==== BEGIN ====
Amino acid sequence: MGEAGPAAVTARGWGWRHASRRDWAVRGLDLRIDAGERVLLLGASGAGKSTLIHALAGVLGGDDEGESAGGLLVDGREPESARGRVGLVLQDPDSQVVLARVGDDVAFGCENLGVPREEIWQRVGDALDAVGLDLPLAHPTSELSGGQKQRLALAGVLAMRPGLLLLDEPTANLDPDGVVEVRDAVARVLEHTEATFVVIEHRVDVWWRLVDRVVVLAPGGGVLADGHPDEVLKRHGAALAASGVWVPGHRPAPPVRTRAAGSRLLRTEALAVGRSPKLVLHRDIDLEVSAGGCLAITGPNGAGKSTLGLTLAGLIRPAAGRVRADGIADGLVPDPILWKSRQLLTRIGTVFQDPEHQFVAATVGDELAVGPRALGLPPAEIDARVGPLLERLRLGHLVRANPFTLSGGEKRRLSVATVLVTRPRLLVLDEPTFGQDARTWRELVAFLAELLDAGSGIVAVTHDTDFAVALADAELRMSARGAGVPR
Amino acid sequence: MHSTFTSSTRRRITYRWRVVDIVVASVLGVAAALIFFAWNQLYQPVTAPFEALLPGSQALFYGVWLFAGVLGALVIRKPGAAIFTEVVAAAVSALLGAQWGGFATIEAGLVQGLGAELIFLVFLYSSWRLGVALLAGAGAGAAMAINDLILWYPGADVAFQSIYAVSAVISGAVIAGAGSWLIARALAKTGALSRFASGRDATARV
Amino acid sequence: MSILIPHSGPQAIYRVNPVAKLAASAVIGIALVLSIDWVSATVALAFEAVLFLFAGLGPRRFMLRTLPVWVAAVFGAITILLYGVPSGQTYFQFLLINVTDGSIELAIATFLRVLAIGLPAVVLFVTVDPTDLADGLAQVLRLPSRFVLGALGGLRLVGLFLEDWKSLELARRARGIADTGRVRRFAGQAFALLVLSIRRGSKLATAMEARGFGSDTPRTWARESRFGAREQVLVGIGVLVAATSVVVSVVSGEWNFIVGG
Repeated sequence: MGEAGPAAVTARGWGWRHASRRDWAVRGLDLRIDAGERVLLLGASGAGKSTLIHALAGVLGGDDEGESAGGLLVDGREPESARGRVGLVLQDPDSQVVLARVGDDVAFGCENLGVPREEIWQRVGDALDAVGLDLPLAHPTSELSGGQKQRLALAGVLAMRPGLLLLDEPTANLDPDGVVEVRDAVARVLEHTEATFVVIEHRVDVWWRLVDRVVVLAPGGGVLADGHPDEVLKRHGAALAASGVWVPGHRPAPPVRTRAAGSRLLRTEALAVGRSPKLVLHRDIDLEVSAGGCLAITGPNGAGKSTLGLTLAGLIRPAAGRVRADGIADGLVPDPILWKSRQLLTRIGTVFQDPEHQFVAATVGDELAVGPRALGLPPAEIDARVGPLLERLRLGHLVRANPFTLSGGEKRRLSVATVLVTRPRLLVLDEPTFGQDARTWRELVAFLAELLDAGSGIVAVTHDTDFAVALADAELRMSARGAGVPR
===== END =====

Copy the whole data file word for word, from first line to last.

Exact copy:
Amino acid sequence: MGEAGPAAVTARGWGWRHASRRDWAVRGLDLRIDAGERVLLLGASGAGKSTLIHALAGVLGGDDEGESAGGLLVDGREPESARGRVGLVLQDPDSQVVLARVGDDVAFGCENLGVPREEIWQRVGDALDAVGLDLPLAHPTSELSGGQKQRLALAGVLAMRPGLLLLDEPTANLDPDGVVEVRDAVARVLEHTEATFVVIEHRVDVWWRLVDRVVVLAPGGGVLADGHPDEVLKRHGAALAASGVWVPGHRPAPPVRTRAAGSRLLRTEALAVGRSPKLVLHRDIDLEVSAGGCLAITGPNGAGKSTLGLTLAGLIRPAAGRVRADGIADGLVPDPILWKSRQLLTRIGTVFQDPEHQFVAATVGDELAVGPRALGLPPAEIDARVGPLLERLRLGHLVRANPFTLSGGEKRRLSVATVLVTRPRLLVLDEPTFGQDARTWRELVAFLAELLDAGSGIVAVTHDTDFAVALADAELRMSARGAGVPR
Amino acid sequence: MHSTFTSSTRRRITYRWRVVDIVVASVLGVAAALIFFAWNQLYQPVTAPFEALLPGSQALFYGVWLFAGVLGALVIRKPGAAIFTEVVAAAVSALLGAQWGGFATIEAGLVQGLGAELIFLVFLYSSWRLGVALLAGAGAGAAMAINDLILWYPGADVAFQSIYAVSAVISGAVIAGAGSWLIARALAKTGALSRFASGRDATARV
Amino acid sequence: MSILIPHSGPQAIYRVNPVAKLAASAVIGIALVLSIDWVSATVALAFEAVLFLFAGLGPRRFMLRTLPVWVAAVFGAITILLYGVPSGQTYFQFLLINVTDGSIELAIATFLRVLAIGLPAVVLFVTVDPTDLADGLAQVLRLPSRFVLGALGGLRLVGLFLEDWKSLELARRARGIADTGRVRRFAGQAFALLVLSIRRGSKLATAMEARGFGSDTPRTWARESRFGAREQVLVGIGVLVAATSVVVSVVSGEWNFIVGG
Repeated sequence: MGEAGPAAVTARGWGWRHASRRDWAVRGLDLRIDAGERVLLLGASGAGKSTLIHALAGVLGGDDEGESAGGLLVDGREPESARGRVGLVLQDPDSQVVLARVGDDVAFGCENLGVPREEIWQRVGDALDAVGLDLPLAHPTSELSGGQKQRLALAGVLAMRPGLLLLDEPTANLDPDGVVEVRDAVARVLEHTEATFVVIEHRVDVWWRLVDRVVVLAPGGGVLADGHPDEVLKRHGAALAASGVWVPGHRPAPPVRTRAAGSRLLRTEALAVGRSPKLVLHRDIDLEVSAGGCLAITGPNGAGKSTLGLTLAGLIRPAAGRVRADGIADGLVPDPILWKSRQLLTRIGTVFQDPEHQFVAATVGDELAVGPRALGLPPAEIDARVGPLLERLRLGHLVRANPFTLSGGEKRRLSVATVLVTRPRLLVLDEPTFGQDARTWRELVAFLAELLDAGSGIVAVTHDTDFAVALADAELRMSARGAGVPR